For Immediate ReleaseApril 27, 2022
Despite retaining top spot, work continues to prioritize wellness inequities
San Rafael, CA – Marin has been ranked the healthiest of California’s 58 counties because of its high scores in quality of life, clinical care, and social and economic factors, according to the 2022 County Health Rankings & Roadmaps released April 27.
The rankings, released annually by the University of Wisconsin and the Robert Wood Johnson Foundation, allows counties across the nation to measure community health and well-being over time. Marin has been ranked No. 1 for 12 of the 13 years the rankings have been compiled.
The rankings place greatest weight on longevity, or life expectancy. The average Marin resident can expect to live 85.2 years, among the longest in the state and nation. The report highlights specific factors that support health and longevity at a community level, and Marin ranks highly in almost all areas including access to high- quality health care, clear air and water, and access to green space and healthy foods.
“There’s lots to celebrate here,” said Dr. Matt Willis, County of Marin Public Health Officer. “But when we look at a single number for something like life expectancy, as a county average, it doesn’t tell the whole story. When we dig deeper, we see our high ranking doesn’t capture the reality for many of our residents.”
While Marin consistently fares well in most measures, the county falls short in the same two areas year after year: high rates of health inequities between communities, and substance use.
Life expectancy among African American residents in Marin County is 78.2 years, a difference of seven years from the county-wide average. That echoes the findings of the recently released Race Counts report, that found Marin to be the second most racially disparate county in the state. These known disparities fuel the County’s work to address factors of mental health and housing, as outlined in the 2022 Race Equity Plan.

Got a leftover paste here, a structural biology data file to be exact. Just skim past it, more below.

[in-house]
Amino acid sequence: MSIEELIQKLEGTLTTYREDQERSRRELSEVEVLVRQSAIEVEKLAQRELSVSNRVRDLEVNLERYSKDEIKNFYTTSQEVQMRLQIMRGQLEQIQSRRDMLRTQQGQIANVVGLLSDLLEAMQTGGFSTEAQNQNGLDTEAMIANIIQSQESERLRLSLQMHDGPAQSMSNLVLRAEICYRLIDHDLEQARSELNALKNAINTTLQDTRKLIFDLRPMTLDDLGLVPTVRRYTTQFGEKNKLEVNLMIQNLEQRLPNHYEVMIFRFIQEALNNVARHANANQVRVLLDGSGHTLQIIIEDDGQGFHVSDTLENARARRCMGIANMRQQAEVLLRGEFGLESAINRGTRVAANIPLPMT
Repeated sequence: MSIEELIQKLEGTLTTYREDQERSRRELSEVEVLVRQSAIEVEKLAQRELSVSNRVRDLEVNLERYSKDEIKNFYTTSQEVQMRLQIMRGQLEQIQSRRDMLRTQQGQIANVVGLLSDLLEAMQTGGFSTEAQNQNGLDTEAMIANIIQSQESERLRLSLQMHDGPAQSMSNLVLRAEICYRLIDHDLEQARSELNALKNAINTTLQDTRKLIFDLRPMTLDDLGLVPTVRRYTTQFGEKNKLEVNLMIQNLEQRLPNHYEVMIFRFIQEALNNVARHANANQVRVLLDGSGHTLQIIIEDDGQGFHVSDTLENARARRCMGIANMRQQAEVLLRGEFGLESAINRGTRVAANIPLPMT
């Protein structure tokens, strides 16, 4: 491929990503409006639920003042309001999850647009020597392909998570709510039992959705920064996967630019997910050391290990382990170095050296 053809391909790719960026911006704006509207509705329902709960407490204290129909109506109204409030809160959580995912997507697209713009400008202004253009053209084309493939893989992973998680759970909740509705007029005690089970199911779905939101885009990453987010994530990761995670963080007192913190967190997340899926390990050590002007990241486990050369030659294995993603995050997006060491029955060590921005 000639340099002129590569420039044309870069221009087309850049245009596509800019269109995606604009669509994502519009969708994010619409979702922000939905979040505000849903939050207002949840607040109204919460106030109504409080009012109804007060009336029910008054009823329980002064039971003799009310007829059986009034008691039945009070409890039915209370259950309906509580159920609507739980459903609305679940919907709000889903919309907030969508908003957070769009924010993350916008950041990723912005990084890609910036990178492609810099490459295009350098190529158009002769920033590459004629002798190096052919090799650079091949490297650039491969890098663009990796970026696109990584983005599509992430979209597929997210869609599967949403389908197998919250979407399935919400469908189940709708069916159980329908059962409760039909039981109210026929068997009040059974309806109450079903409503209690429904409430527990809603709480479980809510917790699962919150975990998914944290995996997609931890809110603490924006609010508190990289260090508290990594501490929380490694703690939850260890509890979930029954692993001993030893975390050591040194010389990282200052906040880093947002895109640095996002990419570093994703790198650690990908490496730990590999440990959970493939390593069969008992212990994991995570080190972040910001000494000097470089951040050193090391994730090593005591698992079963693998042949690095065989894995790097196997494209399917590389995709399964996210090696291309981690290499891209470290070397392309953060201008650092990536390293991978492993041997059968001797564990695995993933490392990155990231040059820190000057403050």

Marin scored poorly for a lack of affordable housing and limited access to reliable high-speed internet. Among Marin’s most recent efforts to address limited access to reliable internet is the 2020 launch of Digital Marin, a cross-sector collaborative working toward a future in which everyone in Marin has access to internet that is accessible.
“This data shows that we have a lot of work ahead and all in Marin deserve the opportunity to live a long and healthy life,” said Elyse Rainey, Health and Human Services Equity Manager. “We will continue to stay committed to health and wellness for all through our equity strategy, implementation, and evaluation practices. Most recently, this commitment can be seen through partnerships with community-based organizations to co-design health initiatives including the expanded use of community health workers to provide neighborhood-based culturally relevant care and increased health access for historically underserved communities.”
Marin saw progress in some indicators related to substance use compared with previous years. The proportion of fatal car accidents in which alcohol was involved decreased since last year’s rankings, from one in three to one in four traffic fatalities. Still, compared to other counties, Marin has among the highest rates of excessive alcohol use among adults, as measured by the percent of adults who report regular binge drinking.
“Addressing the problem of substance use remains a high priority across all divisions in Health and Humans Services, Behavioral Health, Public Health, and Social Services,” said Jei Africa, HHS’ Behavioral Health and Recovery Services Director. “To tackle to complex problem of substance use we’re pulling together across sectors including those families have been affected by these issues.”
Willis added: “As we celebrate our accomplishments it is also important for us as a Marin County community to face our shortcomings head on. It’s easy to be falsely reassured and miss the message that not everyone has the same opportunity for health in Marin. This report informs and reinforce the County’s commitment to advancing racial equity for all residents.”
Each year, the University of Wisconsin Population Health Institute changes the factors evaluated in the rankings to match emerging public health issues.
Visit www.MarinHHS.org for more information or review Marin’s ranking in more detail at CountyHealthRankings.org.
Benita McLarinDirectorHealth and Human Services
20 N. San Pedro RoadSan Rafael, CA 94903(415) 473-3696Email: Benita McLarinMarin HHS website